The interest rate premium on Portuguese sovereign debt fell on Monday after rising sharply late last week as traders said the ECB intervened to buy government bonds on the secondary market. “They’re buying five-years and 10-years in Portugal, whatever people are offering really,” one trader said.

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My stance on China's comeuppance for attempting to pack 50 years of growth in to 3 years is still quite unchanged. I am fully aware that many "smart" bankers and analysts have different perspectives, but as I posted a couple of weeks ago, "Currency Crisis! Inflation! Sovereign Defaults! Bahhhh… Who Are ‘Ya Gonna Believe, The Government Or Your Lyin’ Eyes?". From Bloomberg, this morning: U.S. Index Futures Fall After China Raises Banks’ Reserve Ratio

China’s central bank raised reserve requirements for lenders for the second time this year to counter inflation and curb property-price gains.

...Reserve ratios will increase half a percentage point starting Feb. 24, the People’s Bank of China said on its website today in a one-sentence statement. Today’s move came 10 days after China raised interest rates.

And anecdotally on the ground as reported by BoomBustBlogger John:

We import from Asia, V-nam mostly. After Chinese new year factories returned back to:

    1. 8% devalution in the dong
    2. New Taxes for using moterbikes and cars
    3. Interest on loans from 14 to a new 20%
    4. and more prices controls.

On top of that the real kicker. Business in Vnam had to buy US$ from the black market, the diff was 30% compared to the banks. Business would buy on the black market and get a fake bank reciept at the banks rate and keep the 30% spread & use the fake reciept for accounting, this helped keep their prices down. Now the gov is matching the black, the spread is gone.

We have people on the ground in Vnam. So who is going to pay these new prices that are coming over here right now, higher prices are on their way. Can you say margin compression, possible a big one. Look for shorts in low margin retail, big ticket item retail that are heavy into made in Asia not made in USA.

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In reviewing today's headlines, we come across the reliably unreliable Eurozone statistician and forecasting figure failure, again: Euro Zone Economic Growth Below Forecasts:

The euro zone economy grew at the same quarterly rate in the fourth quarter as in the third, data showed on Tuesday, defying expectations of an acceleration.

The European Union's statistics office Eurostat said gross domestic product in the 16 countries using the euro at the time grew 0.3 percent in the October-December period, the same as in the third quarter.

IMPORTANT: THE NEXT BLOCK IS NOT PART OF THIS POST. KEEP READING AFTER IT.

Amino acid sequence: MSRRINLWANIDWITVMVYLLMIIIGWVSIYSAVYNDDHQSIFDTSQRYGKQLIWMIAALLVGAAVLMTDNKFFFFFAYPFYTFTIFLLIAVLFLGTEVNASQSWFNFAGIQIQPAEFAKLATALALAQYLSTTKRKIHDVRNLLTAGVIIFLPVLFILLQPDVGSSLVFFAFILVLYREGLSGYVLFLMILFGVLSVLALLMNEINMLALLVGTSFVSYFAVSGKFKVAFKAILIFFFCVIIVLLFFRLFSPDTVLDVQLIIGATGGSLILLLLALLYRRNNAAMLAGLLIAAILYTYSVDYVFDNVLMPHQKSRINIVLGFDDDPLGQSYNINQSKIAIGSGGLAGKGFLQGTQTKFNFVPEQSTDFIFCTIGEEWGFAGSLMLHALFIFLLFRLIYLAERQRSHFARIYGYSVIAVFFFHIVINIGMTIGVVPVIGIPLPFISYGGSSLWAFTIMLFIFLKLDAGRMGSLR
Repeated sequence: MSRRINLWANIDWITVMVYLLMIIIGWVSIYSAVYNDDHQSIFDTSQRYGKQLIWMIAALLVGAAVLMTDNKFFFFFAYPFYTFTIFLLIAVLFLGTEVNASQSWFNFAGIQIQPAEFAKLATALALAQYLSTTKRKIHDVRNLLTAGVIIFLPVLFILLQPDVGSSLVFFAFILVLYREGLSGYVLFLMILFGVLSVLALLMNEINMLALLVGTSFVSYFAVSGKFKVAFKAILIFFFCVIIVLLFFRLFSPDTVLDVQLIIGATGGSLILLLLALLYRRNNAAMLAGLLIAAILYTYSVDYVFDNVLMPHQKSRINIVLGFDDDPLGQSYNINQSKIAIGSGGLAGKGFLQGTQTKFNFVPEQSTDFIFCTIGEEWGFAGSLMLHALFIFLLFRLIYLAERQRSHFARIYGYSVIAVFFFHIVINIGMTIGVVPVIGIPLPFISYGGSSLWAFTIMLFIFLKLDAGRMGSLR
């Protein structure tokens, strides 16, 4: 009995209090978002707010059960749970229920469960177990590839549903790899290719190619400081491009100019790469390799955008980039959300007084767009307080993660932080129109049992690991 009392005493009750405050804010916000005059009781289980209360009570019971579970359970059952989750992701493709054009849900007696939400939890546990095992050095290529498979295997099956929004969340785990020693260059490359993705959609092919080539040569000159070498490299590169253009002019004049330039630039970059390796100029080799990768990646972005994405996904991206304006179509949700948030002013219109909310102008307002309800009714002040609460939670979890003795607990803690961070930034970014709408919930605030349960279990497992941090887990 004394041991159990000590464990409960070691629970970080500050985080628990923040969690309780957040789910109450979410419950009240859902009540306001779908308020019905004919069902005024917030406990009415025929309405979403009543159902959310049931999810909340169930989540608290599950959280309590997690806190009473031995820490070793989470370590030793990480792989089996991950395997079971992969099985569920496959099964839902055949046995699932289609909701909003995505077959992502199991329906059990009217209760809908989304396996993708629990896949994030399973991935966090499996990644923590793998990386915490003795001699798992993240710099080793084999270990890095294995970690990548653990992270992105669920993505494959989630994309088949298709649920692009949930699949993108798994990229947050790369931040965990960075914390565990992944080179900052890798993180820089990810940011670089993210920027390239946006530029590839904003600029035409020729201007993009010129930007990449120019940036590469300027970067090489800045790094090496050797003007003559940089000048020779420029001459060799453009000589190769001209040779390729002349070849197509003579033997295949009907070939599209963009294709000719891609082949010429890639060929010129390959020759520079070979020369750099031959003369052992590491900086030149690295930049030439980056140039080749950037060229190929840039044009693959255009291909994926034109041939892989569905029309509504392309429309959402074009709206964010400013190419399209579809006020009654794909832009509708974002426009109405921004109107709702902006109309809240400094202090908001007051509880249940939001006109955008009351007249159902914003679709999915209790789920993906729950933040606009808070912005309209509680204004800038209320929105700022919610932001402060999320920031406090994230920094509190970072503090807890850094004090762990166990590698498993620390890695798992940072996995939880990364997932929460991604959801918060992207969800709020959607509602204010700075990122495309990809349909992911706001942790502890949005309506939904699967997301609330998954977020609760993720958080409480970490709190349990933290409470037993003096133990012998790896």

Year-on-year, the expansion was 2.0 percent in the fourth quarter, compared to 1.9 percent in the third quarter.

Economists polled by Reuters had on average expected increases of 0.4 percent quarter-on-quarter and of 2.1 percent year-on-year.

Of course, it is that expected (yet not actually achieved) growth that was supposed to fund the deficits in many of the PIIGS group austerity plans. Export was a major component of this, but if the Eurozone is growing slower than anticipated (big surprise) and the EU members rely primarily on trade with each other, then who will buy all of the stuff to allow these states to pull each other out of the hole. The kicker is that the individual countries' forecasts are considerably more optimistic than the economists' forecasts, which in and of themselves were simply too optimistic. This has been a pattern since the markets collapsed three years ago. Referencing "Lies, Damn Lies, and Sovereign Truths: Why the Euro is Destined to Collapse!" you can see where this is a pattern in country after indebted country in Europe - both in and out of the Eurozone - Greece, Spain, Italy, Portugal, even the UK. To wit...

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The Harlem Community Development Corporation and AAREPNY hosted a breakfast symposium on real estate last Thursday in which I was the keynote speaker. The audience consisted of bankers, developers, investors, lawyers... the usual fare. I fear I may have rained on the optimism parade with my presentation, but I also feel a few salient points were communicated. I have included portions of the presentation here for the blog readers to peruse. One of the main themes of the presentation was that of "lost decades". How likely is it that we can have 20 more years of housing price declines? Note: The "74%" reference below is a typo, the Japanese residential index did not drop that far.

Let's see if any of this sounds familiar, as excerpted from Wikipedia: